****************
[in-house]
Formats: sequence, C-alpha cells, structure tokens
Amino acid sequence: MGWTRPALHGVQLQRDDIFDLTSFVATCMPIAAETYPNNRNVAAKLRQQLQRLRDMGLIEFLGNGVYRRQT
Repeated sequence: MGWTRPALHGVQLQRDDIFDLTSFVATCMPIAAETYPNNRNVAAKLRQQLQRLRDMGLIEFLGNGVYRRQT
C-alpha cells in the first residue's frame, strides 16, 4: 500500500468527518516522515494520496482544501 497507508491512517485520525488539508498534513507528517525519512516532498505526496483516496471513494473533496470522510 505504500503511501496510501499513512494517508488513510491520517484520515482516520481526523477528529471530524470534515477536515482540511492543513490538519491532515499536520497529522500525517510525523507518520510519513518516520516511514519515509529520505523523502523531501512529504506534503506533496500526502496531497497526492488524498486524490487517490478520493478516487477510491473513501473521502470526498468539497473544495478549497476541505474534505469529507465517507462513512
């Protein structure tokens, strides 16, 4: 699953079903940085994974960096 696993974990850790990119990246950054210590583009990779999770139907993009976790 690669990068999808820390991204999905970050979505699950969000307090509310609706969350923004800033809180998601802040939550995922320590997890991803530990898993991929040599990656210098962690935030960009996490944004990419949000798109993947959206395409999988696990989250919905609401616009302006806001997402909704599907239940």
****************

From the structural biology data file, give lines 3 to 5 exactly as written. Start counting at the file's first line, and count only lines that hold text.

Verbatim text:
Amino acid sequence: MGWTRPALHGVQLQRDDIFDLTSFVATCMPIAAETYPNNRNVAAKLRQQLQRLRDMGLIEFLGNGVYRRQT
Repeated sequence: MGWTRPALHGVQLQRDDIFDLTSFVATCMPIAAETYPNNRNVAAKLRQQLQRLRDMGLIEFLGNGVYRRQT
C-alpha cells in the first residue's frame, strides 16, 4: 500500500468527518516522515494520496482544501 497507508491512517485520525488539508498534513507528517525519512516532498505526496483516496471513494473533496470522510 505504500503511501496510501499513512494517508488513510491520517484520515482516520481526523477528529471530524470534515477536515482540511492543513490538519491532515499536520497529522500525517510525523507518520510519513518516520516511514519515509529520505523523502523531501512529504506534503506533496500526502496531497497526492488524498486524490487517490478520493478516487477510491473513501473521502470526498468539497473544495478549497476541505474534505469529507465517507462513512